The constant postponements of playing Ditton and BAT Sports. AFC Wallingford agreeing to play “home” games at KM. Playing in Merton for the first time in about 14 years, against T&M. Newport IoW with people asking if they needed passports. Newport County, with people asking the same question. The bouncy terrace at Weston Super Mare. Playing Palace in the Slurrey Senior Cup and wondering how good it was to beat them 2-0. The planes at Bedfont. The 78 game unbeaten run.
Those sort of memories make you wonder if we were being a little bit too eager to get promotion, to celebrate getting into the Conference, and we’re forgetting the joys that can be had at this level.
But then there was the fun at Ramsgutter. Feltham Arena. Staines Town deliberately slashing the playoff ticket allocation when we’d already put ours on sale (complete with a 3h queue at Wheatsheafe Lane which subsequently backfired on them). The Ash manager saying we weren’t a threat. Colne. The Coney Hall abandonment and following shit-storm. Reading Town’s ground. Chessington and Hook. The meatheads around Herne Bay. Eamogate.
Getting bored a quarter of the way through the second CCL season when the novelty wore off. Watching turgid shit at places like Bashley, Ash United and Leatherhead. The Soccer AM media circus that surrounded us against Windsor and Eton. Nick Roddis. The can throwing incident at Walton Casuals. The ever-so-sudden price rises for catering whenever we visited.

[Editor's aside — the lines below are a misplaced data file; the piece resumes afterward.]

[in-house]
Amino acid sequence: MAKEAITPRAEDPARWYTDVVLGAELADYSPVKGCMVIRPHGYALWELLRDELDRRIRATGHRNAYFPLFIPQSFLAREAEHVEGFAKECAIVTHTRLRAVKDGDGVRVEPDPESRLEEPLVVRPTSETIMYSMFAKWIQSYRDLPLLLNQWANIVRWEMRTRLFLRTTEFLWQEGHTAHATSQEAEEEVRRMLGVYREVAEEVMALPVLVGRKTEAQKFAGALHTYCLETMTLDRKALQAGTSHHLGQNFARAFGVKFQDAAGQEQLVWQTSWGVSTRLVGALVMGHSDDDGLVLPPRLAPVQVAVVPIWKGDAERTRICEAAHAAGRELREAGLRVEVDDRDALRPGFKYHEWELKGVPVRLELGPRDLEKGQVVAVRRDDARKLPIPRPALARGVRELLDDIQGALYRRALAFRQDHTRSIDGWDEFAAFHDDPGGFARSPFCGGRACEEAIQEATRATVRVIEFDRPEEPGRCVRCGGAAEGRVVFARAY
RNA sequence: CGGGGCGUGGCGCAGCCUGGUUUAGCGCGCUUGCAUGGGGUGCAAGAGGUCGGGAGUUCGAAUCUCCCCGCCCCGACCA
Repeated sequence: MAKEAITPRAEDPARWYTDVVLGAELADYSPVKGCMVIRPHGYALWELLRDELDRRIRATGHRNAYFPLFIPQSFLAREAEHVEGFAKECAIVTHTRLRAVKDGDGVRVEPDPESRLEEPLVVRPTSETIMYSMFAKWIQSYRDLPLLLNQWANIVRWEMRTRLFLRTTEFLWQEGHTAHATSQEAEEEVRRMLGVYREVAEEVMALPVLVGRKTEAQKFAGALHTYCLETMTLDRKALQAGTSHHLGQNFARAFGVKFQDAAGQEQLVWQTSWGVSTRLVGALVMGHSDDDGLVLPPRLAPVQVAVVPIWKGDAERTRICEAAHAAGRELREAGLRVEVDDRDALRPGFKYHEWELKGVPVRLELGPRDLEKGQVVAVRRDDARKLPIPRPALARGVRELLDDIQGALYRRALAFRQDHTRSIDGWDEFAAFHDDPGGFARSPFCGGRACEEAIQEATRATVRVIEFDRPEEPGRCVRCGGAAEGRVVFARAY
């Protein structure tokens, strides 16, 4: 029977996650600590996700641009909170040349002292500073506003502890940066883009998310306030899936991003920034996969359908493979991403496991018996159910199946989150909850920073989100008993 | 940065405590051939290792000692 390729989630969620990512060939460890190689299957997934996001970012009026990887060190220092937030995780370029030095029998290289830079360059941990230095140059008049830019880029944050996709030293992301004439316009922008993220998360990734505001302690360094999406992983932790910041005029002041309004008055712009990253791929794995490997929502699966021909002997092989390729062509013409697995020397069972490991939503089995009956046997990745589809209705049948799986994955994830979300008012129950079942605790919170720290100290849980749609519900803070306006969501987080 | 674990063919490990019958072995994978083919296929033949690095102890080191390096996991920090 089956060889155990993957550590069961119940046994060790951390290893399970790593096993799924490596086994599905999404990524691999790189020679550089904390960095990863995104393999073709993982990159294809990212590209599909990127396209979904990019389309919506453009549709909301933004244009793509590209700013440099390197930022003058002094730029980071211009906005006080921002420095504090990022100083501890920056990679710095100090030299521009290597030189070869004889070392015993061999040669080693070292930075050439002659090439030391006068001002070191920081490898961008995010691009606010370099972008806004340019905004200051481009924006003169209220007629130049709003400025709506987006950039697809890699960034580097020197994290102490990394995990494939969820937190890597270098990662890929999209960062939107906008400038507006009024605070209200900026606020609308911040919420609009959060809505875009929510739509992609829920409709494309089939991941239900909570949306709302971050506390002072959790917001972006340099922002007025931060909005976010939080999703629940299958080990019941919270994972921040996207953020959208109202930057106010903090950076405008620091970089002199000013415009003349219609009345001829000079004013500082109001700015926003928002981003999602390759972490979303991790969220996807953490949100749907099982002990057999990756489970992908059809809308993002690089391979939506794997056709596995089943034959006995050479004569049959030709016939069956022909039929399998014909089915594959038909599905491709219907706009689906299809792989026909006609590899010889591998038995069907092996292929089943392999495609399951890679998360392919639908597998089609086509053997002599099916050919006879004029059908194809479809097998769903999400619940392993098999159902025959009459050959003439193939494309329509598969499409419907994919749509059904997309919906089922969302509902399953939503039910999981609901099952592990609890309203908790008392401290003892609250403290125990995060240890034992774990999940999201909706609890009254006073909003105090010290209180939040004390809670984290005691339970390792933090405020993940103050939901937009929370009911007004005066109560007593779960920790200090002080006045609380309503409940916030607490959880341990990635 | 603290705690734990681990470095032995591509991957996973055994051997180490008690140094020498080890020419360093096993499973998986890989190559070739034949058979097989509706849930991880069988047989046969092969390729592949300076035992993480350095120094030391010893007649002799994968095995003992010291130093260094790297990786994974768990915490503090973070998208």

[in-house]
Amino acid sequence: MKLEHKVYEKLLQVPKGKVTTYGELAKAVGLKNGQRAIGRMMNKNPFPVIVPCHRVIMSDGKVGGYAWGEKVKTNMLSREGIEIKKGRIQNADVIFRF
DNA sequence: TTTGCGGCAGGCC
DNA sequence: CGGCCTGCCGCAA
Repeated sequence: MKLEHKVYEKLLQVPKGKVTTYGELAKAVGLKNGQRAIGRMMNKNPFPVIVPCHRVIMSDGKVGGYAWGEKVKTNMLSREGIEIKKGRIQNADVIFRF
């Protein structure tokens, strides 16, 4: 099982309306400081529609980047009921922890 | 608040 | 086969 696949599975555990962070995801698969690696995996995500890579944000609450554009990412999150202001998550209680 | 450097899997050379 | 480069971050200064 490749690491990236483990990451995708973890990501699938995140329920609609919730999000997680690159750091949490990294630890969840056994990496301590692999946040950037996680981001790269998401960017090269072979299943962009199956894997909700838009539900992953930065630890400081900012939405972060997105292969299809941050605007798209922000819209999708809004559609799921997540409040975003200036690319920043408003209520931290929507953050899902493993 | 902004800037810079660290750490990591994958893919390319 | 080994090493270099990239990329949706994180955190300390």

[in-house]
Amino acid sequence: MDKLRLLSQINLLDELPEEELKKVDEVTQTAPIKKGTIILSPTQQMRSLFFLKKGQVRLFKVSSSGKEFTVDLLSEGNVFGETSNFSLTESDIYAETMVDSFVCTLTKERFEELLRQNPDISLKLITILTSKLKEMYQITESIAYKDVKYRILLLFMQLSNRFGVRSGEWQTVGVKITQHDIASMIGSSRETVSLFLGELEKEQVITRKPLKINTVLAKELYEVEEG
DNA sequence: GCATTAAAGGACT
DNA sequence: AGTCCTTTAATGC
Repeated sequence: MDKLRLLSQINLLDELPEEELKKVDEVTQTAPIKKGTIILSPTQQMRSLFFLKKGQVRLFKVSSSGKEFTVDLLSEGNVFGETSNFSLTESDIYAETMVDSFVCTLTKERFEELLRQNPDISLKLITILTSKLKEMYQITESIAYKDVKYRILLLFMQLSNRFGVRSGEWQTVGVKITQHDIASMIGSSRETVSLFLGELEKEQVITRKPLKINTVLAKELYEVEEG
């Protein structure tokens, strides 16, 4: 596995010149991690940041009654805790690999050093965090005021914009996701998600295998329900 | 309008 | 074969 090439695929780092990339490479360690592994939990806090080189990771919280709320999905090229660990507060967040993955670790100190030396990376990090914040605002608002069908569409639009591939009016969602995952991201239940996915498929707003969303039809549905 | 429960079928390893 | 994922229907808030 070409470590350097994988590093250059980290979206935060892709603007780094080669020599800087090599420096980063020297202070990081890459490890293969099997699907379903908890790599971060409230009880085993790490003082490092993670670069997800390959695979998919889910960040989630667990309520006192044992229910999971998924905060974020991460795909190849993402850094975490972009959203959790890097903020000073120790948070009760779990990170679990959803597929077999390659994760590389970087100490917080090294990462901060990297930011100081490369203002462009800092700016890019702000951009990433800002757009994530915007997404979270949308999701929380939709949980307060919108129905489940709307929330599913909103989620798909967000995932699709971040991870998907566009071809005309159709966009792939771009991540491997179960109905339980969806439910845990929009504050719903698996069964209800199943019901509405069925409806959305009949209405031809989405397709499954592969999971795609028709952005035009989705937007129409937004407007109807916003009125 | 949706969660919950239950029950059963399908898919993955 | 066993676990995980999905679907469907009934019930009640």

The comments that we were BBB. The top bod at an opposing CS club who said in the boardroom that AFCW should have started in junior league. The same attitudes prevailing in places like the Tony Kempster site. The freakshow groundhopper types. The non-league purists. Darlogate. The way the Slurrey Senior Cup committee chucked us out of their competition without even a right to reply. The 18 points. Finding out just what the “non league family” really thought of us when we tried to get them back. The reaction when we got 15 points returned. The constant finger pointing at us. Helping out Fisher and discovering that their turnstile operator wore a Franchise scarf as thanks. The discovery that a couple of other fans from other sides wore same scarves as “solidarity”.
Turdey. The tall poppy syndrome. The tedious chip on the shoulder we’re shown. The usual list of grievences against us that are easily argued against but still repeated ad nauseum. The smear and innuendo about us “killing Kingstonian”, totally ignoring anything we put to rubbish that. The last minute goal at Bromley on Easter Bank Holiday Monday and susequent justification for it. The Eastleigh handball goal, with their chairman telling us to stop complaining. The feeling it’s OK to cheat against us and we have no right to complain back. The non-league fan I spoke to who was utterly, utterly amazed that we were so open with our accounts and said “We just don’t do honesty in non-league”.
And then you wonder why we’re so glad to go to Mansfield next season.